Most of us will never buy anything bigger than a house, and we typically find ourselves juggling several different issues when shopping for one. In today's world we're forced to place an ever-increasing emphasis on energy efficiency. Energy consumption levels are directly related to personal comfort, affordability, and to the resale value of the home.
In addition to calculating principal, interest and taxes - and the cost of home improvements to determine whether or not we could afford the house we want, banks and other lenders also take into account the ongoing energy costs involved in running a home these days.
BEAUTY MAY ONLY BE SKIN DEEP. Two houses that look the same can easily have a 50% or greater difference in heating and cooling costs. But even a very old home might be quite energy efficient, if energy efficiency was a factor in prior renovations. One of the most elusive considerations and sometimes most dramatic of all, is comparative lifestyles. Two working people with no children will use considerably less energy than a family of four - especially with small children, and who have increased water heating and cooking demands, and may need to fully heat the house 24 hours a day.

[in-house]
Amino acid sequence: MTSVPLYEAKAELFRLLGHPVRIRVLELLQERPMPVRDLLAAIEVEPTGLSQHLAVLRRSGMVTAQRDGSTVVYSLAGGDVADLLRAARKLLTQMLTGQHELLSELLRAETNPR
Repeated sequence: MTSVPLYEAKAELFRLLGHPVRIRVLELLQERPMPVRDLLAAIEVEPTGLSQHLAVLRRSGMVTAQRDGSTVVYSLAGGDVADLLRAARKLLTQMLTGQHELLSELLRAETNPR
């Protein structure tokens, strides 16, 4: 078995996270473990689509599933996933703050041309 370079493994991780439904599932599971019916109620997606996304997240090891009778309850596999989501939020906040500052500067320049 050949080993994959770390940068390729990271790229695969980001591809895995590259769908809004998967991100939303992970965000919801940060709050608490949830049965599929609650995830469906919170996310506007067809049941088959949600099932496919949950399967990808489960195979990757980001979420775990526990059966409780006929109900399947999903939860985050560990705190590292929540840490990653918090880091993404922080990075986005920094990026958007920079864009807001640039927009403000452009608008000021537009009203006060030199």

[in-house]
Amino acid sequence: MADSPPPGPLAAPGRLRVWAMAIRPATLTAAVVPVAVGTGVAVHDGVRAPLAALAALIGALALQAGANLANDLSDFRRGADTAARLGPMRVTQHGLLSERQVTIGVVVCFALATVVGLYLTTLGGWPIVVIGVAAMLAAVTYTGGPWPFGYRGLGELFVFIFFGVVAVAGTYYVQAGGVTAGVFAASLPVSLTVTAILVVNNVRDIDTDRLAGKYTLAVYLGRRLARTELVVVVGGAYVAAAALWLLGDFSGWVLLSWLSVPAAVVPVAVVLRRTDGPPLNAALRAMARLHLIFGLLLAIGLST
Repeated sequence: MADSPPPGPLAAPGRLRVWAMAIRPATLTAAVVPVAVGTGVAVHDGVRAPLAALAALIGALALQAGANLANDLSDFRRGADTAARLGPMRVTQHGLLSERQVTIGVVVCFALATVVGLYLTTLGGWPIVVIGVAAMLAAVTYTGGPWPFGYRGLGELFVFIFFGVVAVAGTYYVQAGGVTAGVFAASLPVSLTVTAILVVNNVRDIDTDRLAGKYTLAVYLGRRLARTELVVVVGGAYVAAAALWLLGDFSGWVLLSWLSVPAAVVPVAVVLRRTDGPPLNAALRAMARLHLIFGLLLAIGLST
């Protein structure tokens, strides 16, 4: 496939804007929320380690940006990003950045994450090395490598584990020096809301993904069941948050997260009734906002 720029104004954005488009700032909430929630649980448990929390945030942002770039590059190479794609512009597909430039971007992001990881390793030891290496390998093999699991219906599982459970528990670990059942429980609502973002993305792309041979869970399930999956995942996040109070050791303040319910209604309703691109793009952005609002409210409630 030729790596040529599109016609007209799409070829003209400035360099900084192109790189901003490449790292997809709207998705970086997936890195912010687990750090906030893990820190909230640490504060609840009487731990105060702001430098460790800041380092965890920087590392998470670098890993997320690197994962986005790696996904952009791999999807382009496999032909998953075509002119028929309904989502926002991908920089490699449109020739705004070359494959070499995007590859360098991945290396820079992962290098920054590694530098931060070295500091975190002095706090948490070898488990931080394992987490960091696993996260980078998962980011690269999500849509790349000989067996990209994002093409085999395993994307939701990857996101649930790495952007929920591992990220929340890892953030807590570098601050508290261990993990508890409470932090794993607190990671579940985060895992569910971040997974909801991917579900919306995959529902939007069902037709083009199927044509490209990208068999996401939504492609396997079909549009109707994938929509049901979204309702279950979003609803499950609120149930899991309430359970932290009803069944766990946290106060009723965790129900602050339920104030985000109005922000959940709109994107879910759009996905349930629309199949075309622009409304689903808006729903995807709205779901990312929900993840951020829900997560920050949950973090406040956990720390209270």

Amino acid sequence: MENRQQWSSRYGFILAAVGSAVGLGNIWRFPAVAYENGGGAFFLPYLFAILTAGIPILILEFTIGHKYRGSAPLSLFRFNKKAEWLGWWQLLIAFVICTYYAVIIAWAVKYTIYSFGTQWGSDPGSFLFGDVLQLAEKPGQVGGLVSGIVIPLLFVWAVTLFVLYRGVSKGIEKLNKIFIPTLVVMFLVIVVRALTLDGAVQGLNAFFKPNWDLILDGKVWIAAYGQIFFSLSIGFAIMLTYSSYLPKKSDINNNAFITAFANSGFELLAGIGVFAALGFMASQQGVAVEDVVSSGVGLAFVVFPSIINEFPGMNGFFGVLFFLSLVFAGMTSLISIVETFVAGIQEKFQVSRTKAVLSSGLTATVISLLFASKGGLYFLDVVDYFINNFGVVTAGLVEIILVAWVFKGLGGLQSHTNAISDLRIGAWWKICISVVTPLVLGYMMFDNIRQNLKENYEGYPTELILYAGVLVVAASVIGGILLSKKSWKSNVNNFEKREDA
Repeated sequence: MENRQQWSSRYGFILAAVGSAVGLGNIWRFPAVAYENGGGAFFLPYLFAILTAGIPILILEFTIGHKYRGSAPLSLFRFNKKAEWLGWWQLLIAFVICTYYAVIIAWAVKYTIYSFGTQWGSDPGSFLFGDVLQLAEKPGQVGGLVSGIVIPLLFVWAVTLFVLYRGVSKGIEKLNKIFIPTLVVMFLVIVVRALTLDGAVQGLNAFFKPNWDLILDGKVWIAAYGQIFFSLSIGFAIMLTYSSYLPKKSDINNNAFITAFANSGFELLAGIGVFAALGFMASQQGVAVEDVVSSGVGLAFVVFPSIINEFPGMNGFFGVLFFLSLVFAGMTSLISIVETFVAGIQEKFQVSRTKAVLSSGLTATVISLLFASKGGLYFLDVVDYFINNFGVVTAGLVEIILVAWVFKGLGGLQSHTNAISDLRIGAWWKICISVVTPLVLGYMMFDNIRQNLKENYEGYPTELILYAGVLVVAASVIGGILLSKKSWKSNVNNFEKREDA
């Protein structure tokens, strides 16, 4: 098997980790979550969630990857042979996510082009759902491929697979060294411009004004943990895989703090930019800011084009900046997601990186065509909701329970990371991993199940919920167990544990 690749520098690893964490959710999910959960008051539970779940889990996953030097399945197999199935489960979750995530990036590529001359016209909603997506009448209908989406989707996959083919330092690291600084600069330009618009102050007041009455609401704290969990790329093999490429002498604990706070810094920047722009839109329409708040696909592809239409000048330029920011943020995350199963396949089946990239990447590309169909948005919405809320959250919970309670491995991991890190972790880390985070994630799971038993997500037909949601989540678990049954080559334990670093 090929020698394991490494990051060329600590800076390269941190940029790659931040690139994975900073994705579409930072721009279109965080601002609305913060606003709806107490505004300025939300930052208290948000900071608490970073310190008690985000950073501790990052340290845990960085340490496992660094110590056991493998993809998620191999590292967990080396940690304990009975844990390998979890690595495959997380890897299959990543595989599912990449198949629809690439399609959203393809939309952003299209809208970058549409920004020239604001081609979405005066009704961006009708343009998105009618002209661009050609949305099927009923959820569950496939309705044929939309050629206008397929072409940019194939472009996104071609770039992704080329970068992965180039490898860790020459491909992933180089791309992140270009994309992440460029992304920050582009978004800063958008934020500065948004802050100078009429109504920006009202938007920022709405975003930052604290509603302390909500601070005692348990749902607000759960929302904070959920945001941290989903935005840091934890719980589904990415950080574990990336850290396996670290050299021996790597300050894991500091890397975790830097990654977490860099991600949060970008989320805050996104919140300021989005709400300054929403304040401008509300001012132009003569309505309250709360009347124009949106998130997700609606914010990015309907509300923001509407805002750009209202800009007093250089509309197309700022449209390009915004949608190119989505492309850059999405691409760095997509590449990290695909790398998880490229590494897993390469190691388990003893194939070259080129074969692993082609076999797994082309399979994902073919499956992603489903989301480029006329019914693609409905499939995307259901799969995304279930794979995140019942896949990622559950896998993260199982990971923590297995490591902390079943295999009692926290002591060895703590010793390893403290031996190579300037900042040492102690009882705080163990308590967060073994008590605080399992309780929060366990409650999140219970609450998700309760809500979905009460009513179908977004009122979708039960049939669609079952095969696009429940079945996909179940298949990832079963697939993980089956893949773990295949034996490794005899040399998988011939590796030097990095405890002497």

COMPARING UTILITY BILLS can indicate which houses have higher or lower energy costs; but different heating systems, family size and lifestyles, and energy features of a house will have a large effect on these readings. Energy bills should only be used as a starting point for comparisons, and remember - nearly every house can be improved upon.
CONDUCT AN ENERGY AUDIT as you walk through each prospective house. In addition to utility bills, types of systems and lifestyles, note the age and condition of the heating & cooling systems, air barriers, insulation, doors, windows, weather-stripping, caulking, etc. Note the location. Is the house sheltered on the windward side? Are there any shade trees?
Learn as much as you can about energy efficiency, so that you can verify if the vendor has been "energy-wise", and that your house is not an energy hog.
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Gil Strachan is a professional home inspector, representing Electrospec Home Inspection Services in east-central Ontario since 1994.
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